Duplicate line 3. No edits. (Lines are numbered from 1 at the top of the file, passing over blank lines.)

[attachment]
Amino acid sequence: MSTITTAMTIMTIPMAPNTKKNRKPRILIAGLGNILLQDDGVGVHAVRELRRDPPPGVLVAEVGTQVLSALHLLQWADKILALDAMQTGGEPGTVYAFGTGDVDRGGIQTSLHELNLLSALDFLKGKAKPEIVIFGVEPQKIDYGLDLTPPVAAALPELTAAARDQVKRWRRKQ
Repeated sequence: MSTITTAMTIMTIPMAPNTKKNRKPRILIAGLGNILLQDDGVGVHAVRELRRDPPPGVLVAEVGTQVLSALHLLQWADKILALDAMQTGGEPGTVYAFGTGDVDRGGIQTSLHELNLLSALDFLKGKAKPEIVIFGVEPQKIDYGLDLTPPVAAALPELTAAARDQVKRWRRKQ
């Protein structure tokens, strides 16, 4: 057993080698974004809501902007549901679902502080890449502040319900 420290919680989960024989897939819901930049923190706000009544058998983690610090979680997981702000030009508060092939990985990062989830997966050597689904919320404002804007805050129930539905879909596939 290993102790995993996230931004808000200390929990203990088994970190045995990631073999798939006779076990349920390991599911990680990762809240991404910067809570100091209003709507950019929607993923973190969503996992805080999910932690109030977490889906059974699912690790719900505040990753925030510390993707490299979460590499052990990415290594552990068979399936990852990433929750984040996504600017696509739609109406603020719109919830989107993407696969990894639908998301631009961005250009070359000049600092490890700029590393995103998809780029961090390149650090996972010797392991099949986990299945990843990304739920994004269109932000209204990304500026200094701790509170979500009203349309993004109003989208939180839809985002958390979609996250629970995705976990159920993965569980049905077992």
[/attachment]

């Protein structure tokens, strides 16, 4: 057993080698974004809501902007549901679902502080890449502040319900 420290919680989960024989897939819901930049923190706000009544058998983690610090979680997981702000030009508060092939990985990062989830997966050597689904919320404002804007805050129930539905879909596939 290993102790995993996230931004808000200390929990203990088994970190045995990631073999798939006779076990349920390991599911990680990762809240991404910067809570100091209003709507950019929607993923973190969503996992805080999910932690109030977490889906059974699912690790719900505040990753925030510390993707490299979460590499052990990415290594552990068979399936990852990433929750984040996504600017696509739609109406603020719109919830989107993407696969990894639908998301631009961005250009070359000049600092490890700029590393995103998809780029961090390149650090996972010797392991099949986990299945990843990304739920994004269109932000209204990304500026200094701790509170979500009203349309993004109003989208939180839809985002958390979609996250629970995705976990159920993965569980049905077992």